China's unmanned lunar probe Chang'e-5, set to be launched around December 2017, will bring lunar soil samples back to Earth, says Wu Yanhua, deputy chief of the China National Space Administration.
The just-concluded Chang'e-3 mission marked the completion of the second phase of China's lunar program, which included orbiting and landing on the moon and returning to Earth. The third phase, which includes unmanned sampling before returning to Earth, will follow the launch of Chang'e-5.
According to Ye Peijian, an expert with the China Aerospace1 Science and Technology Corporation Fifth Research Academy, Chang'e-5 will consist of the orbiter, the return vehicle, the ascender and the lander. The orbiter and return vehicle will orbit the moon, while the lander and ascender will land on the moon.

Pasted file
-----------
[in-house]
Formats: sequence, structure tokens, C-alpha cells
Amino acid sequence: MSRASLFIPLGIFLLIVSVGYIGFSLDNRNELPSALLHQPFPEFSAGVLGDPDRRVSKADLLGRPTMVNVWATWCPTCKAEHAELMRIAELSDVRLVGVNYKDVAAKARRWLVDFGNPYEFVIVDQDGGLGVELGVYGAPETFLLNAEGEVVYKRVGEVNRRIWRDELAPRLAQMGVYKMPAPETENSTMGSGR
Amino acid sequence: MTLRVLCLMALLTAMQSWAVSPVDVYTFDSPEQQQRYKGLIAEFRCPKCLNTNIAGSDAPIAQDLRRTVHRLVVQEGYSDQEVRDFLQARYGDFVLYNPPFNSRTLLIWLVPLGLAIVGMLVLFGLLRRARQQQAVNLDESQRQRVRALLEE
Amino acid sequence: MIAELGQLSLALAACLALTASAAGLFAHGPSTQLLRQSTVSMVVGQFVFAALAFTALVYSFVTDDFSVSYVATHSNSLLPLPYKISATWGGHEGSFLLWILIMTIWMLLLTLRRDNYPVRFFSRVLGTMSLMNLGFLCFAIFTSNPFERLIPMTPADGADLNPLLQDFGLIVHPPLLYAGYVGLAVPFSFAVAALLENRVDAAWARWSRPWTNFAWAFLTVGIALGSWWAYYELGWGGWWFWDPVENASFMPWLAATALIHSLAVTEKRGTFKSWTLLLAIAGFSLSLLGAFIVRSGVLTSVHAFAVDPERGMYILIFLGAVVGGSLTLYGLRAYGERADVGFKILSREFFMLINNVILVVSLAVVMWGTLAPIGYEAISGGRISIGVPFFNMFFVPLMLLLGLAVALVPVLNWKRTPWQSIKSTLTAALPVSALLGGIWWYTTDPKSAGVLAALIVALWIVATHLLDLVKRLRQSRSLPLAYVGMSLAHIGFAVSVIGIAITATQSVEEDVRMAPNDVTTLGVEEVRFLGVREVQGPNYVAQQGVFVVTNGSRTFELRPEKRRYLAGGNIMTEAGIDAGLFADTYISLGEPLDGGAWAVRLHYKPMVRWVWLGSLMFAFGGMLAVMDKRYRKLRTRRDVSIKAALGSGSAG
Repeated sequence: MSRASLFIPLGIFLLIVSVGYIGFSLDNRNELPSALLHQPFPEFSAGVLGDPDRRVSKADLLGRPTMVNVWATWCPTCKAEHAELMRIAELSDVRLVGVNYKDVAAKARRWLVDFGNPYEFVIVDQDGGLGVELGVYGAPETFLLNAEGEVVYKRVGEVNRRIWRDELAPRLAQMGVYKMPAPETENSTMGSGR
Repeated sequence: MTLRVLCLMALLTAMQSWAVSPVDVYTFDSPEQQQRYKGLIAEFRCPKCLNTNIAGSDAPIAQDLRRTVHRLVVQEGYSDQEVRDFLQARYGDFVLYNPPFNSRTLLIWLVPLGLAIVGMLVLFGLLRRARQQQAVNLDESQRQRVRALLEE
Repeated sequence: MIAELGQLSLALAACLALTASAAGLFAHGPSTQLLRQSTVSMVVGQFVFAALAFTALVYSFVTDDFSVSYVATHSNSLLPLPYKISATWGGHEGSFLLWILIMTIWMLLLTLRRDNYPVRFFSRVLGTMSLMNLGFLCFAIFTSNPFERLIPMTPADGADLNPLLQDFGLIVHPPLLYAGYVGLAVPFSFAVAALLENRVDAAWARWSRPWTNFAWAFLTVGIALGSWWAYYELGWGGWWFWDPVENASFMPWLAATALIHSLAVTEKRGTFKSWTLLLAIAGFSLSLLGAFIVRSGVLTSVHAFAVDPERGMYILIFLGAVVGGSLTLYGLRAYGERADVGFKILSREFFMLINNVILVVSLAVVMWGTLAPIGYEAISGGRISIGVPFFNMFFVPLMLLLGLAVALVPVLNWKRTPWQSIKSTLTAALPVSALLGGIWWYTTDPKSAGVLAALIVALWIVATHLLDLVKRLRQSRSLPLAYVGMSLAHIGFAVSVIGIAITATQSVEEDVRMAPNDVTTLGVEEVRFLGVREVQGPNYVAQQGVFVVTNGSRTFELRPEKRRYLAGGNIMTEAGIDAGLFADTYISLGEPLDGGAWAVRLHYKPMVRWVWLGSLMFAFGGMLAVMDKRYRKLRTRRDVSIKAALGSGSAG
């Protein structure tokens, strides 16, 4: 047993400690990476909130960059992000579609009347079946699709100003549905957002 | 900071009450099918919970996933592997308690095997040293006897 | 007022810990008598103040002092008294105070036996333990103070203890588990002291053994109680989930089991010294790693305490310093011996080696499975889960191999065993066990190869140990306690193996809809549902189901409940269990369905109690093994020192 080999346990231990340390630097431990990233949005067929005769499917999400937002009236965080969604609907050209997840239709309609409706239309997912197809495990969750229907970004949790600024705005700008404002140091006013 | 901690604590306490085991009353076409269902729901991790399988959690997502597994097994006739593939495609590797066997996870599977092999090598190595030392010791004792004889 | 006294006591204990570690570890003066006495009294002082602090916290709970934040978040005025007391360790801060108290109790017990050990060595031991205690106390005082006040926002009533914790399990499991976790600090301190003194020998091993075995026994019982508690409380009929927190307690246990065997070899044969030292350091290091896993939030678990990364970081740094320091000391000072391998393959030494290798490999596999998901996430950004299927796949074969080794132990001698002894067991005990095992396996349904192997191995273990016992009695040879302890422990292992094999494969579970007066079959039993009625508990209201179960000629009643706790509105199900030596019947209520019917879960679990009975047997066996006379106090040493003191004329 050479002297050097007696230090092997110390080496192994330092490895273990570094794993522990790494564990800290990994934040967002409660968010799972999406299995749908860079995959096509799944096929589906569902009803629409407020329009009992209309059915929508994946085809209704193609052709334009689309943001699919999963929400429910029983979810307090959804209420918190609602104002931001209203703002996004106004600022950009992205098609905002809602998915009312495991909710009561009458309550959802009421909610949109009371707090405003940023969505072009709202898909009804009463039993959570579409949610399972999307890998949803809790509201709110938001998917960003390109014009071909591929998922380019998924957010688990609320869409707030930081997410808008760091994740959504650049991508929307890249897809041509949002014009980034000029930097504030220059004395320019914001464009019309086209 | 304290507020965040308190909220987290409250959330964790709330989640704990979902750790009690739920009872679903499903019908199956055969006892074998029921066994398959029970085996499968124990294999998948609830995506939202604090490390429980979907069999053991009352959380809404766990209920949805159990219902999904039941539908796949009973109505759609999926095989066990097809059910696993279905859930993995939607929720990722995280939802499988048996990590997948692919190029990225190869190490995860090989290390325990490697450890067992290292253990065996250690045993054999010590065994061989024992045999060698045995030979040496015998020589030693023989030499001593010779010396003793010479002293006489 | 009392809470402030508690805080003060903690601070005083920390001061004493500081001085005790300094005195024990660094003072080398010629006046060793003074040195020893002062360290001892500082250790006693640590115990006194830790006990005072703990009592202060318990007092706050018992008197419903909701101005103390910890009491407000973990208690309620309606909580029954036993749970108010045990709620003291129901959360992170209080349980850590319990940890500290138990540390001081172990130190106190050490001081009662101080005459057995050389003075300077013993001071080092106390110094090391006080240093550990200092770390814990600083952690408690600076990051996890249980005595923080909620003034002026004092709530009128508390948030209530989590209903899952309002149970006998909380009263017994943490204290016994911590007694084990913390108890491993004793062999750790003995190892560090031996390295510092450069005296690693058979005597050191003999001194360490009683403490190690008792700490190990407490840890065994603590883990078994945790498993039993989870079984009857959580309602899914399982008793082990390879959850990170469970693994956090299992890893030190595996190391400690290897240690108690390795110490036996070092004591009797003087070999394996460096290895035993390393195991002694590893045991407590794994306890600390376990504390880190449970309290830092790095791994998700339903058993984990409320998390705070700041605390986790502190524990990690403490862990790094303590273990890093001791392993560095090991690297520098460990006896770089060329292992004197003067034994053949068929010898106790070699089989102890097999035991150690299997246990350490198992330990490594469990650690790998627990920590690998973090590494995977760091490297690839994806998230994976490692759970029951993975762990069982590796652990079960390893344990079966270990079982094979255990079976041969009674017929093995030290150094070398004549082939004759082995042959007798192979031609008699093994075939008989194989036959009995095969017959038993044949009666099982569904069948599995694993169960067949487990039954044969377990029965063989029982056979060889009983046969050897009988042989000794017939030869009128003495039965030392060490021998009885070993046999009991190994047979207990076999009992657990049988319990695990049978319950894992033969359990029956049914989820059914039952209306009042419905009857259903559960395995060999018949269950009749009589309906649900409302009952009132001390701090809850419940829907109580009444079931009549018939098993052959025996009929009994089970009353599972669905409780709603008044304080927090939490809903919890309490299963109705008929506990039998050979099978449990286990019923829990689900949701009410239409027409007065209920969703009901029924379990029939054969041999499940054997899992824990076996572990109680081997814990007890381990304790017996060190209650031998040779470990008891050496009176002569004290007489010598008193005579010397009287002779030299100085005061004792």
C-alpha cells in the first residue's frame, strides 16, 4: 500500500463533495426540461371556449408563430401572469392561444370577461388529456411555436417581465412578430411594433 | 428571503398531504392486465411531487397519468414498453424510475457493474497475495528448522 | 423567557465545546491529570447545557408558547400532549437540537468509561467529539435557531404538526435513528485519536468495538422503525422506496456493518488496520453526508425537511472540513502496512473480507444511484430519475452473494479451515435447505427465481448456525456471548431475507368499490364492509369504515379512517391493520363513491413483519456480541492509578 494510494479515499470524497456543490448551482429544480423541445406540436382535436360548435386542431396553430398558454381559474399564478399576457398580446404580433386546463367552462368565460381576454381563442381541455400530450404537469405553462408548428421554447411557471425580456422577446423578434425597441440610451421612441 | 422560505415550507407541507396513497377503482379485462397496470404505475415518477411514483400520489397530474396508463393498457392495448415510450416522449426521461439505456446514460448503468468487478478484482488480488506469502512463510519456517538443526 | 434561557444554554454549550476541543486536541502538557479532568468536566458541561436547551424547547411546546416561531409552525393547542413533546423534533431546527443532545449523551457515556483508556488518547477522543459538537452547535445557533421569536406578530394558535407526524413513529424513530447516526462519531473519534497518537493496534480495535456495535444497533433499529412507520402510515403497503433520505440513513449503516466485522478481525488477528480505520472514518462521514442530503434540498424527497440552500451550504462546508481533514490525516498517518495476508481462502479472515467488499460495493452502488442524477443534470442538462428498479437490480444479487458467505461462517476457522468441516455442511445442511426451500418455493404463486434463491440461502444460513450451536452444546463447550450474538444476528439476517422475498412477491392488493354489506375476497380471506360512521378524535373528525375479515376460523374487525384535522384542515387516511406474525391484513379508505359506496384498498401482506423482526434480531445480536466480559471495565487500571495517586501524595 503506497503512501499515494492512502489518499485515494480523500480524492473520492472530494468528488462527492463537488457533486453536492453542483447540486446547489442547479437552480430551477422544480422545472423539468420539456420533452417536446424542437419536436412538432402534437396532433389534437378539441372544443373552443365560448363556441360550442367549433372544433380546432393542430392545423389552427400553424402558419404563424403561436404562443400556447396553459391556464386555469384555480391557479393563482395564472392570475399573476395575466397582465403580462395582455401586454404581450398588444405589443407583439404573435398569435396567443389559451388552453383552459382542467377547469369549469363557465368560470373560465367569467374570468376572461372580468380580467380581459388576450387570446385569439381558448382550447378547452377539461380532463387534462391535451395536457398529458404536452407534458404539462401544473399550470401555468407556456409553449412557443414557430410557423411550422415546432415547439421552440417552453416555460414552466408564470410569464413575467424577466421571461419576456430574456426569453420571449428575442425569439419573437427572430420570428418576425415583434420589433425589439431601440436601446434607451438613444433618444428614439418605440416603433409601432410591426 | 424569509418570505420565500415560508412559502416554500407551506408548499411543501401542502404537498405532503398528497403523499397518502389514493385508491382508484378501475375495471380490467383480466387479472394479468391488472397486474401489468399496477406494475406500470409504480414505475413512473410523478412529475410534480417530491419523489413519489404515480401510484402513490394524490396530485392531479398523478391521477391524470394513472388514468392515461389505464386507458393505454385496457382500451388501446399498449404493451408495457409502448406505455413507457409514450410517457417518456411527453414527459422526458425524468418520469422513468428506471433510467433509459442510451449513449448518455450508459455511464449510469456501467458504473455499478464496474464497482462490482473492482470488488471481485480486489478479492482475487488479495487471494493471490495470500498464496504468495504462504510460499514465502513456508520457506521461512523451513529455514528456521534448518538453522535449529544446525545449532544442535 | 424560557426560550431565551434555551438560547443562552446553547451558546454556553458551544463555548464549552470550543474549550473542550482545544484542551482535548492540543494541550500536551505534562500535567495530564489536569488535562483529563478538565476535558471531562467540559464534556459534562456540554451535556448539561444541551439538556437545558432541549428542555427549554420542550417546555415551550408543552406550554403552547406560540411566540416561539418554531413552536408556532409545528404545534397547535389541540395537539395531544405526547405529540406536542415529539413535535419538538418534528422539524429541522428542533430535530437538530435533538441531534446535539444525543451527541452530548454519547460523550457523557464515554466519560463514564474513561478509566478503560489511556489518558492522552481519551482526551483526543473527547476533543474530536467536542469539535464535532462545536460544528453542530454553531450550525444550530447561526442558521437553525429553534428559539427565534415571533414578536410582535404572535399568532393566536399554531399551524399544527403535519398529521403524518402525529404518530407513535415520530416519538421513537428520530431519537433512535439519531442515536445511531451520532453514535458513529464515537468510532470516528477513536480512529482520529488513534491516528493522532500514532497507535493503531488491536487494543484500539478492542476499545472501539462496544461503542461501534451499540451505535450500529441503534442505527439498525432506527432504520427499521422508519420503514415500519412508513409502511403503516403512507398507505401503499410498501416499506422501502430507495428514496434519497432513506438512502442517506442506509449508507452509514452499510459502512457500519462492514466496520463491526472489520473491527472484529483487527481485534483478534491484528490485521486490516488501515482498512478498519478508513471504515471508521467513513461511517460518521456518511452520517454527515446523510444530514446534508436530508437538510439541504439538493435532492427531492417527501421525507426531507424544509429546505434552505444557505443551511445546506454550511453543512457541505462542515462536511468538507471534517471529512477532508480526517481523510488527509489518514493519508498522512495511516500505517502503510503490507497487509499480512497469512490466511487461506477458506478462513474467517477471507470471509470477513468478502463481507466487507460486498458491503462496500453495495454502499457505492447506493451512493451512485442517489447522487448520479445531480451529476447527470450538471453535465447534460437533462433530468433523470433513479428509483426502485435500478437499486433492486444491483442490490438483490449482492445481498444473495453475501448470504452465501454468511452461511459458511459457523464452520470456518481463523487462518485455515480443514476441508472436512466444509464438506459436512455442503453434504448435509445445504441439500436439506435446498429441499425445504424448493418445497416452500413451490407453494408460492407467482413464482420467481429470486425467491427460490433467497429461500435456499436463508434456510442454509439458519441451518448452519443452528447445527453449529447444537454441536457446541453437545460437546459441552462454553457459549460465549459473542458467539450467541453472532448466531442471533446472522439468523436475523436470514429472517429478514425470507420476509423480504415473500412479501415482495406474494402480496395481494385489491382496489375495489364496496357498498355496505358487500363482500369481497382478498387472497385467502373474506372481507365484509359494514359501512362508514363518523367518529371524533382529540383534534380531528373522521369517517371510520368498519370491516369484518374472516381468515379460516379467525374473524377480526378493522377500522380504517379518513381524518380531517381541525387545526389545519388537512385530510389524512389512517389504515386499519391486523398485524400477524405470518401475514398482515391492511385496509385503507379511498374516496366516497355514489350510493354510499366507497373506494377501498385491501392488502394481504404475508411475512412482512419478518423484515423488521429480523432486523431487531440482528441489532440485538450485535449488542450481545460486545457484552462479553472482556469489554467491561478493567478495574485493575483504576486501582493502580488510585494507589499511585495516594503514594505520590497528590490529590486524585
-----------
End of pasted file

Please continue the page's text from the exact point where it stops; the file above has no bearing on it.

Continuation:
After the lander finishes taking samples, the samples will be placed in containers carried by the ascender, which will then dock with the orbiter and the return vehicle. The samples will be transferred to the return vehicle, which will eventually bring them to Earth.
Hu Hao, the chief designer of the third phase, said Chang'e-5 weighs 8.2 tons and will be launched by the rocket Long March 5.
The mission is expected to achieve five firsts for China since the country initiated2 its space exploration programs: first unmanned sampling, first takeoff from the moon's surface, first unmanned docking on the moon orbiting 380,000km from Earth, and first return to Earth with lunar soil samples at a speed close to the escape velocity3.
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